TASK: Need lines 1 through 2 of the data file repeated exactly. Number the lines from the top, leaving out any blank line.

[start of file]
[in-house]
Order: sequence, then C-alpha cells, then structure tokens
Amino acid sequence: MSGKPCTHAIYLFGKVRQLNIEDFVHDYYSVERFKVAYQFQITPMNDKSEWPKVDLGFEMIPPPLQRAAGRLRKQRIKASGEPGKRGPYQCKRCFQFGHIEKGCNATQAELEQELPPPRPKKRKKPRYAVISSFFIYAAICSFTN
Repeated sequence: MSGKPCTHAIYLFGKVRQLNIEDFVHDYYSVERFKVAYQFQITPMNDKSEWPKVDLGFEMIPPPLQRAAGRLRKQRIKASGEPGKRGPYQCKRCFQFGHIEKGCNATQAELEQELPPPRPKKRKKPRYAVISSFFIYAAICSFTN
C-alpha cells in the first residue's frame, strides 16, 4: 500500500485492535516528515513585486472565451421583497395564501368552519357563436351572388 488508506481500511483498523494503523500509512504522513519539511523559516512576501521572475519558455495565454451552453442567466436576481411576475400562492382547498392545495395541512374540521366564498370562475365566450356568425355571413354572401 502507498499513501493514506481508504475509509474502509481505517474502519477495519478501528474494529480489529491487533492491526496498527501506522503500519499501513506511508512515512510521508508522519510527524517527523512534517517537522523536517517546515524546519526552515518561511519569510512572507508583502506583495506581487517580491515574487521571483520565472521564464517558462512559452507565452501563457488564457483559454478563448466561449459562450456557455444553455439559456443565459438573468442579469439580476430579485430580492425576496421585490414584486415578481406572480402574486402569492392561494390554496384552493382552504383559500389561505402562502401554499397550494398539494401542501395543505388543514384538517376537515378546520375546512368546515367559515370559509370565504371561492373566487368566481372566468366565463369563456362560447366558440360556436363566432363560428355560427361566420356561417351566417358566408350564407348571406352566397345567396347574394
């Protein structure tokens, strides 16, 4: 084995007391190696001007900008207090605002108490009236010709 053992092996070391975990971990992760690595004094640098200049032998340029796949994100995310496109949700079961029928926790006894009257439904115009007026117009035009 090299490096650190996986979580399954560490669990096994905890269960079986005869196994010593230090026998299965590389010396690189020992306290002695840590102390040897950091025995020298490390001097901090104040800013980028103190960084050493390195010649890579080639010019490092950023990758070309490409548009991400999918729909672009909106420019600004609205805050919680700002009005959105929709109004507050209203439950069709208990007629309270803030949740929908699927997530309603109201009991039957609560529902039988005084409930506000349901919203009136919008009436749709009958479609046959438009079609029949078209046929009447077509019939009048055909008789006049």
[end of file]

[in-house]
Order: sequence, then C-alpha cells, then structure tokens